World / Politics

U.S. defense chief warns of Huawei's 'threat' to NATO

AFP-JIJI

Top U.S. officials fired a fresh broadside at Huawei on Saturday, warning the Chinese tech giant poses a threat to NATO if allies allow it to build new 5G communications networks.

Washington has been pressing European allies hard to ban Huawei, one of the world’s largest tech firms, from next-generation mobile data networks, saying it is a security risk.

A day after Huawei was hit with fresh criminal charges in the U.S., Secretary of State Mike Pompeo told the Munich Security Conference the company is a “Trojan horse for Chinese intelligence.”

U.S. Secretary of Defense Mark Esper said Huawei is the “poster child” for China’s “nefarious strategy” to infiltrate and dominate crucial Western infrastructure.

“If we don’t understand the threat and we don’t do something about it, at the end of the day it could compromise what is the most successful military alliance in history — NATO,” Esper said in Munich.

Key U.S. allies in Europe, notably Britain and France, have said they will not ban Huawei from building 5G networks — that will permit near-instantaneous data transfers — but will impose restrictions.

Publicly the U.S. has been restrained in its response to London’s decision, but President Donald Trump was reportedly furious.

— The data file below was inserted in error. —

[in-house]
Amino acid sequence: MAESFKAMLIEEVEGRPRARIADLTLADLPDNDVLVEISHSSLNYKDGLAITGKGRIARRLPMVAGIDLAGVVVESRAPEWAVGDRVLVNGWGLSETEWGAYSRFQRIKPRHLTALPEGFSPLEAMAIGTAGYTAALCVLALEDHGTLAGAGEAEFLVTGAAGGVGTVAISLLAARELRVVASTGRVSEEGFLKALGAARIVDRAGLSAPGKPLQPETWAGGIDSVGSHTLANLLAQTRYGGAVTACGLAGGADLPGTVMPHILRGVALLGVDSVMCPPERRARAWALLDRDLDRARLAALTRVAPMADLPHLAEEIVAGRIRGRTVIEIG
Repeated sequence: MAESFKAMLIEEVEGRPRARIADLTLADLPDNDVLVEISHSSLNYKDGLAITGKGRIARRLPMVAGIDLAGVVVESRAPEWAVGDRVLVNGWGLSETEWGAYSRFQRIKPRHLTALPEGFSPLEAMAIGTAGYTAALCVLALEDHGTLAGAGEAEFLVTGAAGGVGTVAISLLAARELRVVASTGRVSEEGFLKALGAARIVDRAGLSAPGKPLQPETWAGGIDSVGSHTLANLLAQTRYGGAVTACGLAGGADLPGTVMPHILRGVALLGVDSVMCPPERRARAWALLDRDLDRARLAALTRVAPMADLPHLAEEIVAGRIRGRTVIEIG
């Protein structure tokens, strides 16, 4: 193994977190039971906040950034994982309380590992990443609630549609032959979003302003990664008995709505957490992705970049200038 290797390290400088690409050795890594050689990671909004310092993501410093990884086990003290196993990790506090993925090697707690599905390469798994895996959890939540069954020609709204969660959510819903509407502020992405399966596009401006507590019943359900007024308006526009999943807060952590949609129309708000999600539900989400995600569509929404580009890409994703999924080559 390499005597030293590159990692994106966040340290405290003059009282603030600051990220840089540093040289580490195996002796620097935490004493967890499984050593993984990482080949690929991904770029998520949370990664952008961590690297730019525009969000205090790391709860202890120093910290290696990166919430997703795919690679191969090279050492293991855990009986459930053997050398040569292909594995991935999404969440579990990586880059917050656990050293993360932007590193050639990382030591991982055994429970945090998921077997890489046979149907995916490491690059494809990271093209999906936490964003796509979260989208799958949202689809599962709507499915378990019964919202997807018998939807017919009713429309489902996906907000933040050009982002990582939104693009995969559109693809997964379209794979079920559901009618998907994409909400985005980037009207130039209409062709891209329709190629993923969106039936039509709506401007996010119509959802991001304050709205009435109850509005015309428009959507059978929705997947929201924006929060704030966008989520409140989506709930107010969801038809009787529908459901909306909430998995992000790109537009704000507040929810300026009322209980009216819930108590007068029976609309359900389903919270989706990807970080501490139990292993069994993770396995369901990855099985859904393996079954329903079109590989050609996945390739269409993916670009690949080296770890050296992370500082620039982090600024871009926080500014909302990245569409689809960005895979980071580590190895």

A U.S. indictment Friday laid fresh criminal charges against Huawei related to theft of intellectual property, adding to earlier allegations the company stole trade secrets from American carrier T-Mobile.

While these issues anger the Trump administration, it is Huawei’s potential to undermine strategic Western communications that causes the most worry.

“Reliance on Chinese 5G vendors could render our partners’ critical systems vulnerable to disruption, manipulation and espionage,” Esper said.

“It could also jeopardize our communications and intelligence sharing capabilities and by extension, it could jeopardize our alliances.”

Washington has sanctions in place aimed at blocking Huawei from getting any U.S. telecom equipment contracts and prevent the transfer of technology to the Chinese firm.

Huawei vehemently denies the U.S. allegations and Beijing has characterized the company’s treatment as “economic bullying.”

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